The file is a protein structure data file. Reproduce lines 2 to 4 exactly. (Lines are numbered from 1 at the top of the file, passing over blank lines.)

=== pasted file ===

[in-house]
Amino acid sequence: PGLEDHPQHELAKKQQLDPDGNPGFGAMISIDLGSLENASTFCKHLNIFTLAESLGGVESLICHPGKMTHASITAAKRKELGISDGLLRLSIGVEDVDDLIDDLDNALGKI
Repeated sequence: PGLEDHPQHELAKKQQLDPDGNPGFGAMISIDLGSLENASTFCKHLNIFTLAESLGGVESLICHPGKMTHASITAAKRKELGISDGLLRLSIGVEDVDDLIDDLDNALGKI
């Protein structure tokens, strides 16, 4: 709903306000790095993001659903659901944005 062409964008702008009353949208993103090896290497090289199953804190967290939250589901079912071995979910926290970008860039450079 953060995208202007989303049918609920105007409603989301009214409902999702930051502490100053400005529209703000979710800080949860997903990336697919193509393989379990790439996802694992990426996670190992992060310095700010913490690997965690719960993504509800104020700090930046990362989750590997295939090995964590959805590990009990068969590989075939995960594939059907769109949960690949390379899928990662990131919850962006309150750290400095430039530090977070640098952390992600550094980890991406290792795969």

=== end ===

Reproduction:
Amino acid sequence: PGLEDHPQHELAKKQQLDPDGNPGFGAMISIDLGSLENASTFCKHLNIFTLAESLGGVESLICHPGKMTHASITAAKRKELGISDGLLRLSIGVEDVDDLIDDLDNALGKI
Repeated sequence: PGLEDHPQHELAKKQQLDPDGNPGFGAMISIDLGSLENASTFCKHLNIFTLAESLGGVESLICHPGKMTHASITAAKRKELGISDGLLRLSIGVEDVDDLIDDLDNALGKI
């Protein structure tokens, strides 16, 4: 709903306000790095993001659903659901944005 062409964008702008009353949208993103090896290497090289199953804190967290939250589901079912071995979910926290970008860039450079 953060995208202007989303049918609920105007409603989301009214409902999702930051502490100053400005529209703000979710800080949860997903990336697919193509393989379990790439996802694992990426996670190992992060310095700010913490690997965690719960993504509800104020700090930046990362989750590997295939090995964590959805590990009990068969590989075939995960594939059907769109949960690949390379899928990662990131919850962006309150750290400095430039530090977070640098952390992600550094980890991406290792795969």